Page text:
As a Registered Dietitian and a hard-core foodie, I occupy an unusual, complicated and sometimes awkward space. Imagine this very common scenario: I’m out at one of the many food events I frequent throughout the week, probably balancing a glass of wine in one hand and a sloppy taco in the other and someone introduces me as a Dietitian. Damnit!! My cover is blown! What usually comes next is a slew of questions that pertain to the latest episode of Dr. Oz, none of which I really want to answer.
Can I blame people for the overwhelming concern and confusion? Definitely not! Nutrition is some of the most sensationalized subject matter I can think of, partially because the research seems to do complete back flips every 5 years, and partially because the oh-so-powerful food industry plays a huge role in what findings get heard.
Even despite our rigorous university degrees, internship training programs and qualifying exams, dietitians like myself often find the sheer volume and conflicting stories overwhelming. But unlike the lay person, who is more easily swayed by snappy headlines and daytime TV segments, we are trained to evaluate the literature over time and integrate it with our own professional judgment. So while I certainly don’t feel comfortable giving definitive responses to everything I’m asked (there is still a lot of unbiased research to be done), there are definitely a number of myths I can confidently debunk.
I thought I would highlight a few of the Nutrition Myths I’m asked about on a regular basis and a typical Abbey Sharp response.
“I always buy Multigrain bread because it is much higher in fibre than regular white”
Food marketers are genius and sneaky when it comes to semantics. They know that if you remember to associate the word “grain” with health benefits, that they can probably put any prefix on the word and you’ll eat it up in the name of regularity and heart health. Multi-grain just sounds healthy, right? It says to use that in this product, there are multiple sources of that good-for-you grain! But in fact, the word you should be looking for is Whole Grain, which means that it contains the beneficial germ and bran that are otherwise stripped in processing. Multi-grain products may be made up of lots of delicious grains (like barley, rye, wheat and more), but often, none of them contain the whole grain. Always read the ingredients and look for Whole Grain at the top of the list.
“Gluten is the DEVIL! Gluten free foods are always healthier for you!”
Oh, the old gluten free gospel. Actually, it’s a fairly new gospel that we’ve watched explode over the past few years. What was a very limited diet necessitated by a rare disease (celiac) has now been sensationalized by trendy nutritionists, bloggers and invested food industry folk who haphazardly claim gluten to be the root of all evil (yep, even schizophrenia). Now, don’t get me wrong, I really am grateful that the food industry has jumped on board to deliver so many really delicious options for the 1 in 133 Canadians with celiac, and others with diagnosed Gluten Sensitivity, but there is no strong evidence to suggest these products implicated for the general public. The problem is, “gluten free” has become such a nutritional buzz word, it has developed a “health halo” of sorts. That is, when you see those two glistening words, you automatically assume it’s a good choice. I bet you didn’t know that to accommodate for the palatable properties of gluten, a lot of gluten free products are often higher in sugar, fat and calories and have less fibre than their gluten-packed counterparts. My suggestion? If you detect you are truly gluten intolerant, see a Registered Dietitian or your doctor for guidance. Otherwise, save your cash, read labels and buy the product that best suits your budget and nutritional needs- gluten free or not.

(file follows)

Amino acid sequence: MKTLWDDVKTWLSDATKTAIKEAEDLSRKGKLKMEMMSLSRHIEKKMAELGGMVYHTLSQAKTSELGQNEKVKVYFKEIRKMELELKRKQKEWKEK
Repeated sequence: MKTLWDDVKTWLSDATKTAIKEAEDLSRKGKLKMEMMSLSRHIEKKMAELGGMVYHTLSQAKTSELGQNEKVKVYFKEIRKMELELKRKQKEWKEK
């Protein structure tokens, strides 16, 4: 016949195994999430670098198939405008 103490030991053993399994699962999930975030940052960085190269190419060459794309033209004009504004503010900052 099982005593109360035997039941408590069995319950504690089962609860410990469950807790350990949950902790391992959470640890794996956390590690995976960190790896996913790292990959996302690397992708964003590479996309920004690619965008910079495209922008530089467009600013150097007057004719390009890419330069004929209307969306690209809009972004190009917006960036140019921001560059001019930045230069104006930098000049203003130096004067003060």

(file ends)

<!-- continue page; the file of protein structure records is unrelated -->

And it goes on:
“Fresh is always best”
I’ll admit it- I am guilty of romanticizing the beauty of fresh produce. Fresh tomatoes, fresh strawberries, fresh broccoli, fresh mango, fresh asparagus- it seems like anything that is fresh is good for you and divinely delish. And of course, all of those things I listed are good for you! But that doesn’t mean they’re the best just because they’re fresh. The truth is, there is nothing better than a ripe Ontario strawberry when its picked and eaten in the same day. But we live in a country where our crop yields are unpredictable, and seasons can be as short as a week! So what do we do? We buy from across the borders. Unfortunately, in order for produce to be able to survive the long trip here, they’re picked immaturely, leading to stunted flavour development, and nutritional benefits deteriorating along the trek. In contrast, frozen foods are flash frozen the day they reach full maturity and are picked, locking in nutrition and ensuring maximum flavour. So I say, when you can buy local and in season, go for it. But if you’re craving blueberries in the dead of Canadian winter, just opt for a frozen bag.
Like that? Stay tuned for more posts like this one. As long as the industry keeps coming up with cock-a-doodle nutrition stories, I will never run out of myths to debunk.
If you have a nutrition question you would like me to answer, please let a comment below!
Abbey Sharp is a Registered Dietitian, an avid food writer and blogger, a cookbook author and the founder of Abbey’s Kitchen Inc.